Home >Industry >Telecom >Airtel’s deal for Loop deal violates rules on licensing, MNP: Trai
On 18 February, Bharti Airtel had announced the Rs700 crore acquisition of Loop Mobile, which operates only in the Mumbai telecom circle. Photo: Pradeep Gaur/Mint
On 18 February, Bharti Airtel had announced the Rs700 crore acquisition of Loop Mobile, which operates only in the Mumbai telecom circle. Photo: Pradeep Gaur/Mint

Airtel’s deal for Loop deal violates rules on licensing, MNP: Trai

Trai says with this deal, the govt stands to lose a substantial amount as porting fee

New Delhi: The telecom regulator has raised questions over the sale of Loop Mobile India Ltd to rival Bharti Airtel Ltd, citing possible violations of rules on licensing and mobile number portability (MNP), saying that under MNP rules, subscribers must be allowed to choose which operator to port to and cannot be “ported out" involuntarily.

Also, with this deal, the government stands to lose a substantial amount as porting fee, said the regulator.

On 18 February, the country’s largest wireless operator Bharti Airtel had announced the 700 crore acquisition of Loop Mobile, which operates only in the Mumbai telecom circle. As part of the deal, Loop would transfer its subscribers to Bharti Airtel, as well as all active infrastructure, approvals and licences. This includes Loop’s 2.9 million subscribers in Mumbai and 2,500-plus cell sites, raising Bharti Airtel’s subscriber base in India’s financial capital to seven million.

The announcement was followed by a note to the Bombay Stock Exchange (BSE), where Bharti Airtel is listed, that the two firms had signed a definitive agreement, on 20 June.

However, a recent letter from the Telecom Regulatory Authority of India (Trai) to the secretary, Department of Telecommunications (DoT) seems to throw a spanner in the works.

“On examination of the proposal of M/S Loop, the Authority is of the opinion that the proposed transfer will be against the present licensing terms and conditions and will also contravene the Telecommunications Mobile Number Portability Regulations 2009 (MNP)," the letter dated 10 June, reviewed by Mint, said. “Such an agreement also undermines the spirit of merger and acquisition guidelines. Therefore, the proposed transaction does not appear to be in line with the existing regulatory and licensing framework."

One of India’s oldest telecom operators which started as BPL Mobile in 1995, Loop Mobile is majority-owned by the Dubai-based Khaitan family. A separate entity, Loop Telecom, was allocated licences and spectrum for the rest of the country in January 2008, but these were subsequently cancelled by a Supreme Court verdict on 2 February 2012, which struck down a total of 122 licences. Loop did not bid in the subsequent auctions and hence stands to lose its Mumbai licence—along with spectrum—that expires on 29 November.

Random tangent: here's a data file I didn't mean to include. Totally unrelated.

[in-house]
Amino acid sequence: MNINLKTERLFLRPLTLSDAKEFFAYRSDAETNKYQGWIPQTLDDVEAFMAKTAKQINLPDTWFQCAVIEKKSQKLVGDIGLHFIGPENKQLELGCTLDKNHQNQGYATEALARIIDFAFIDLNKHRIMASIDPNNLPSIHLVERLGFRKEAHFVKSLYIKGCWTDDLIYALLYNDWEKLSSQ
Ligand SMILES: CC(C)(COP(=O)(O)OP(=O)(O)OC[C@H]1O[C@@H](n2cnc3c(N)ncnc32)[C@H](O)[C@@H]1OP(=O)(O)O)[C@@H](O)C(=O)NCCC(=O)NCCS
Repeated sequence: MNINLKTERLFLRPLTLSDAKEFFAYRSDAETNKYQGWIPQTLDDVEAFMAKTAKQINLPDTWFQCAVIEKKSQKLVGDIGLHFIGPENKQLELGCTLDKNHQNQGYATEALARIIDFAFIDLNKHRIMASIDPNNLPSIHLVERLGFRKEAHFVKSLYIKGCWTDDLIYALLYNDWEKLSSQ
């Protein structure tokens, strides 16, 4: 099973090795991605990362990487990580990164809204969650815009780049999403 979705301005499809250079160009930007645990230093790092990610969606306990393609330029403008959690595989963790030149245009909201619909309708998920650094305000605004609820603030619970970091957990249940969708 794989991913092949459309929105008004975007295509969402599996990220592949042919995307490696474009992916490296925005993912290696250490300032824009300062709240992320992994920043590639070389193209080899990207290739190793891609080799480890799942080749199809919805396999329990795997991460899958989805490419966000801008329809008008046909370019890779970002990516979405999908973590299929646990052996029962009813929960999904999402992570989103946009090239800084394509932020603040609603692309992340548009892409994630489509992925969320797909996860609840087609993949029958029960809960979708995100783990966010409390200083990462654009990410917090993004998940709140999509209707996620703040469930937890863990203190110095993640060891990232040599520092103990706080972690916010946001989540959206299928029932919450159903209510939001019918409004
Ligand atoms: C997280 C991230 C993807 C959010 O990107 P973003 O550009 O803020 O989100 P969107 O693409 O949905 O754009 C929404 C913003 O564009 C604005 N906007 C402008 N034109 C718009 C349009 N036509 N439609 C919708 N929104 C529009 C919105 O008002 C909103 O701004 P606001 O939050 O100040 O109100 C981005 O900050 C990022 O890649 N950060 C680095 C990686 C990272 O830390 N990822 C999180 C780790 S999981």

The Trai letter points out, “Loop’s proposal to transfer its subscribers to Airtel violates the spirit of the MNP regulations regarding freedom to a subscriber to choose network of its choice."

The subscriber must be informed that the company is shutting shop, and has to port out voluntarily, the letter said.

Trai also refers to the porting fee paid to the MNP service provider (MNPSP). Rules say that a fee of 19 is charged for every porting customer. Loop’s proposal to transfer 2.9 million customers means a revenue implication of about 5.5 crore, on which the MNPSP must pay 1% revenue share to the government.

Trai also mentions the customer acquisition form to be verified by telcos before activating a number. It is unclear whether Airtel will re-verify all new subscribers and who will be responsible if any discrepancy is found later.

“Loop’s subscribers have largely stayed for a long time, something uncommon in the Indian telecom sector. The high number of postpaid subscribers and subsequent stickiness has translated into a relatively higher ARPU (average revenue per user) for the telco," said a Mumbai-based telecom analyst with a multinational brokerage firm, who did not want to be named.

“Bharti is not only gaining these quality subscribers from the deal, but is also coming in competitive distance of market leader Vodafone in a lucrative Mumbai market. If the subscribers are given the option to move to any other operator, and a large enough number of them choose Vodafone, then Bharti would stand to lose both positives that come from the deal. Bharti is mainly buying the subscribers," he said.

Bharti and Loop declined to comment for this story.

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